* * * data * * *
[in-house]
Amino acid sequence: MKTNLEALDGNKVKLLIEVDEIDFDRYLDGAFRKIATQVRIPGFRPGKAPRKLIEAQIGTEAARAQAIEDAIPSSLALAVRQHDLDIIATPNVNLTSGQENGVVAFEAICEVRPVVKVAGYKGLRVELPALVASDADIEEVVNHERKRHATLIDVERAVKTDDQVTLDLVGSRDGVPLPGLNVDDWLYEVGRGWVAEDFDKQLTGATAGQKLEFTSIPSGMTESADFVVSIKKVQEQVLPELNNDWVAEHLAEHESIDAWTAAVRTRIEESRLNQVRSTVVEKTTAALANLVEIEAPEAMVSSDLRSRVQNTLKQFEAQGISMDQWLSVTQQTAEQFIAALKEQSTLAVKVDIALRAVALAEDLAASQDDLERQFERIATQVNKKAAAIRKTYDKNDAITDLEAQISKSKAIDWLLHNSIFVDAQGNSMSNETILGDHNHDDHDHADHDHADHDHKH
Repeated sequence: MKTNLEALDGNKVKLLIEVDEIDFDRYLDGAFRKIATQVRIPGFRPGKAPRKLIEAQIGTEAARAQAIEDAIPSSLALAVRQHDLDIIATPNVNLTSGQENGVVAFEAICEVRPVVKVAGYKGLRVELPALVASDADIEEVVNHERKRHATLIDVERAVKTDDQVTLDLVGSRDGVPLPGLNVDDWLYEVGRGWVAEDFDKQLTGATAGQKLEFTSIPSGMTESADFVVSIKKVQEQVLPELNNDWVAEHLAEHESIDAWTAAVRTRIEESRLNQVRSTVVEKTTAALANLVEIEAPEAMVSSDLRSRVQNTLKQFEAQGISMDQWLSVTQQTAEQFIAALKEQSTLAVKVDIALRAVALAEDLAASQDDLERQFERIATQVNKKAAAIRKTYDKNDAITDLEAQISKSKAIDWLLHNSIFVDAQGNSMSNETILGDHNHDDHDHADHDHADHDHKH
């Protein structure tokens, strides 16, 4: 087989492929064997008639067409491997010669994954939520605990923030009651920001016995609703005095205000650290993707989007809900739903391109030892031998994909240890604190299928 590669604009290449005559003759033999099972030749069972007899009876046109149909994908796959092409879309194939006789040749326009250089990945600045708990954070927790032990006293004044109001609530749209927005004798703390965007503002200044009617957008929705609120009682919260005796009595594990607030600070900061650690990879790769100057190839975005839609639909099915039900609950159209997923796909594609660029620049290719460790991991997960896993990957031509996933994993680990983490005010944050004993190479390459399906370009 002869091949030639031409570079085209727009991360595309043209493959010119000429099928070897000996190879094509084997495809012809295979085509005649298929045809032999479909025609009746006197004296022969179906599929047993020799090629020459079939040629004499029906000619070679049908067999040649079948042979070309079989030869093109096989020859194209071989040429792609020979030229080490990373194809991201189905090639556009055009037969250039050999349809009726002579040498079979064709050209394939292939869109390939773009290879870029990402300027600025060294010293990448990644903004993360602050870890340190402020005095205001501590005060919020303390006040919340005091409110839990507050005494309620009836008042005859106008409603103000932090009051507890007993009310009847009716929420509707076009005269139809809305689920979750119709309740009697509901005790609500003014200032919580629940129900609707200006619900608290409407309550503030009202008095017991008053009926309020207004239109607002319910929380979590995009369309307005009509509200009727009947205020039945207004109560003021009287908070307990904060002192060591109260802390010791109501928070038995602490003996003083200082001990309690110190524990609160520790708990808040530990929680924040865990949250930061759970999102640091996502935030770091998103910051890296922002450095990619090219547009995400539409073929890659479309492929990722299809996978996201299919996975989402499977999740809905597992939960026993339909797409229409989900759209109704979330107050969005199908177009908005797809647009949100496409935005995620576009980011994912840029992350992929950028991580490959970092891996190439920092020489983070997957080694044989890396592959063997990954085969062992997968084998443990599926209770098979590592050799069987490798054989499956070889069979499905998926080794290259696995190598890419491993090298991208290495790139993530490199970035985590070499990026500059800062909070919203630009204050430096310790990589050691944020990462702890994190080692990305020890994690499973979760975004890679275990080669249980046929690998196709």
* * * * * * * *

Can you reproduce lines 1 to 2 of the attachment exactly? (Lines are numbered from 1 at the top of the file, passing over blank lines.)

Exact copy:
[in-house]
Amino acid sequence: MKTNLEALDGNKVKLLIEVDEIDFDRYLDGAFRKIATQVRIPGFRPGKAPRKLIEAQIGTEAARAQAIEDAIPSSLALAVRQHDLDIIATPNVNLTSGQENGVVAFEAICEVRPVVKVAGYKGLRVELPALVASDADIEEVVNHERKRHATLIDVERAVKTDDQVTLDLVGSRDGVPLPGLNVDDWLYEVGRGWVAEDFDKQLTGATAGQKLEFTSIPSGMTESADFVVSIKKVQEQVLPELNNDWVAEHLAEHESIDAWTAAVRTRIEESRLNQVRSTVVEKTTAALANLVEIEAPEAMVSSDLRSRVQNTLKQFEAQGISMDQWLSVTQQTAEQFIAALKEQSTLAVKVDIALRAVALAEDLAASQDDLERQFERIATQVNKKAAAIRKTYDKNDAITDLEAQISKSKAIDWLLHNSIFVDAQGNSMSNETILGDHNHDDHDHADHDHADHDHKH